KAMPALA- The government should fast-track the passing of the National Legal Aid Policy and Legal Aid Bill into law to help regularise the activities of legal aid providers, the acting Chief Justice has said.
Justice Steven Kavuma yesterday said there were more than 40 registered legal aid service providers,-- both government and non-government actors, but are operating without any streamlined procedures.
Legal aid is the provision of free legal services to people who cannot afford those offered by lawyers at a fee.
He explained that having a formal policy to regularise activities of the legal aid providers is necessary since there are more than 36 per cent poor Ugandans who cannot afford the hired legal services of advocates.
Justice Kavuma made the call yesterday while opening a two-day workshop on legal policy in Kampala. “There is no comprehensive law and policy on legal aid service delivery in Uganda yet about 36 per cent of all people are too poor to afford paying for the services of a lawyer,” Justice Kavuma said.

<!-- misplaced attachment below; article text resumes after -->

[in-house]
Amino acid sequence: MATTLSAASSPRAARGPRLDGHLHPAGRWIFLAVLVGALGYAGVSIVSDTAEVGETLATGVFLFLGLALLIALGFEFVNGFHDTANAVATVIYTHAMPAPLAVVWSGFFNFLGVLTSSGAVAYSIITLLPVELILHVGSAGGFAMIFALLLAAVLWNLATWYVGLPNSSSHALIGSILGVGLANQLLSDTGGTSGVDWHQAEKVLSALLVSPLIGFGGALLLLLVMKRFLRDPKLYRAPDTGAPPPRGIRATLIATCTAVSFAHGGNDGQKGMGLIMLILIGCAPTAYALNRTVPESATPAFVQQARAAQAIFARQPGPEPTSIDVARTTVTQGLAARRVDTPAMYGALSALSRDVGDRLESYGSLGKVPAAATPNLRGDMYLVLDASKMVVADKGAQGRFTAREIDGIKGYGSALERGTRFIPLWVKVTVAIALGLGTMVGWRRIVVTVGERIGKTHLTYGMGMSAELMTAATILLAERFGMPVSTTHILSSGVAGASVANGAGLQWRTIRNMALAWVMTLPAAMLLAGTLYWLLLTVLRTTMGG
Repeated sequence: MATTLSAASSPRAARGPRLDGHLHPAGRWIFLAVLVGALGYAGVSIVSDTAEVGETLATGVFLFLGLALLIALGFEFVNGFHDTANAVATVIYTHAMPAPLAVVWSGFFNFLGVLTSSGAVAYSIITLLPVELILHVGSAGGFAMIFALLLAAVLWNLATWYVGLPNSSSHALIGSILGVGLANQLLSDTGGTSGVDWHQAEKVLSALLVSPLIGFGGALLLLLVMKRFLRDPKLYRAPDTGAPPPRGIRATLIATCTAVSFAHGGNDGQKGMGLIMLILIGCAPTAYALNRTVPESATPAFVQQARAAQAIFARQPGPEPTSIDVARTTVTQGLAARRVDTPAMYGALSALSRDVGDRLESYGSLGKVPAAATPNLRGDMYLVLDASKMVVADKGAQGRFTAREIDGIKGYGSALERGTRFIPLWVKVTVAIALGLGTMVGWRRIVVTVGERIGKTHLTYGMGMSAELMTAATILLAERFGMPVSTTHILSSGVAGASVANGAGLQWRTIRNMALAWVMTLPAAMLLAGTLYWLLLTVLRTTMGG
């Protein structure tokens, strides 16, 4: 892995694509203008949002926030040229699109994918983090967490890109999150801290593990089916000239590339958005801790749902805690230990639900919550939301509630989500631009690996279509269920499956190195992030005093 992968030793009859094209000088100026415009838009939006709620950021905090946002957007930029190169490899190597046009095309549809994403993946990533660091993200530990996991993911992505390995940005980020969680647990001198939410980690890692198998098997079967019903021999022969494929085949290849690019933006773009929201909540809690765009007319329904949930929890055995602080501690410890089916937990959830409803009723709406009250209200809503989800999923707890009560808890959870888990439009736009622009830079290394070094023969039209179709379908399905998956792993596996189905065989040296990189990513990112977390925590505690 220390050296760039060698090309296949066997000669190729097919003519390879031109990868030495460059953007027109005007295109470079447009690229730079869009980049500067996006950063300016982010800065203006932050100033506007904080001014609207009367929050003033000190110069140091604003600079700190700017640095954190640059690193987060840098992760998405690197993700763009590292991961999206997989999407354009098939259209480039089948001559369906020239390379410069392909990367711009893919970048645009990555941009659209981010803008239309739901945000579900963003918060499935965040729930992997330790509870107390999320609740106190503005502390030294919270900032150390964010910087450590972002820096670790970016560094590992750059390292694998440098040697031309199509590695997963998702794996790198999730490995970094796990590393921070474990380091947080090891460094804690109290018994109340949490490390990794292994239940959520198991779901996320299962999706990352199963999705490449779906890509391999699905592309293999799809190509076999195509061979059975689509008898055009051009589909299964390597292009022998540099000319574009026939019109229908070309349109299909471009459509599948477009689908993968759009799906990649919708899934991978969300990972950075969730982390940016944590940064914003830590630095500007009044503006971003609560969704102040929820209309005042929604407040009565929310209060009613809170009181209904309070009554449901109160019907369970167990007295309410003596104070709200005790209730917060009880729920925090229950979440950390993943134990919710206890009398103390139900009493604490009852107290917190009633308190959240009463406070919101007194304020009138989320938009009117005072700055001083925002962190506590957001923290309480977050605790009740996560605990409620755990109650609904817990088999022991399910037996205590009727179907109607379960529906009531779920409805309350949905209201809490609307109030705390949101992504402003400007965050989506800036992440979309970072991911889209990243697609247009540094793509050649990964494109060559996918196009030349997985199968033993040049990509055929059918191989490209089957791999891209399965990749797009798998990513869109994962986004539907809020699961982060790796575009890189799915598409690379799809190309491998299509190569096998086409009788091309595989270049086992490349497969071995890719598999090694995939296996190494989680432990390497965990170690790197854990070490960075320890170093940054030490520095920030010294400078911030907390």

He added: “Legal aid services address the concerns of the poor and vulnerable by focusing on challenges arising from non-affordability of user costs, lack of legal representation and alienation due to technicalities, language and ignorance about legal rights, hence this call to those concerned to fast-track the same.”
Internal Affairs junior minister James Baba said the National Legal Aid Policy and Legal Aid Bill was before Cabinet, adding that within a period of seven months from now, it would have been passed into law.
Legal aid has been going on in Uganda for more than 20 years but mostly through non-state actors such as the Uganda Law Society and the Federation of Uganda Female Lawyers.